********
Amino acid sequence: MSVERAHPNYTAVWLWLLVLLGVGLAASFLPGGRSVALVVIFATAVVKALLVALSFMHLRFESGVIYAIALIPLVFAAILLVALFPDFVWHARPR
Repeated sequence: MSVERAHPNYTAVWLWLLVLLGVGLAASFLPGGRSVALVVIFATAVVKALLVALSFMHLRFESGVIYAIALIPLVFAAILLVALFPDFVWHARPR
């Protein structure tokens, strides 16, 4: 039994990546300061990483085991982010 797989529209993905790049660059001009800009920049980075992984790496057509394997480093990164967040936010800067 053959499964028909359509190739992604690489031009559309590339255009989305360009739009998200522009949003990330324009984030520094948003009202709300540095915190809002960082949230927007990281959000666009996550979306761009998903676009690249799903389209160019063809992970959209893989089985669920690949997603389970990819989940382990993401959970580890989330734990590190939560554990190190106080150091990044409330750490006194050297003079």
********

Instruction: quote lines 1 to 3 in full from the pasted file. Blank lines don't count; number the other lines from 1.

Amino acid sequence: MSVERAHPNYTAVWLWLLVLLGVGLAASFLPGGRSVALVVIFATAVVKALLVALSFMHLRFESGVIYAIALIPLVFAAILLVALFPDFVWHARPR
Repeated sequence: MSVERAHPNYTAVWLWLLVLLGVGLAASFLPGGRSVALVVIFATAVVKALLVALSFMHLRFESGVIYAIALIPLVFAAILLVALFPDFVWHARPR
């Protein structure tokens, strides 16, 4: 039994990546300061990483085991982010 797989529209993905790049660059001009800009920049980075992984790496057509394997480093990164967040936010800067 053959499964028909359509190739992604690489031009559309590339255009989305360009739009998200522009949003990330324009984030520094948003009202709300540095915190809002960082949230927007990281959000666009996550979306761009998903676009690249799903389209160019063809992970959209893989089985669920690949997603389970990819989940382990993401959970580890989330734990590190939560554990190190106080150091990044409330750490006194050297003079």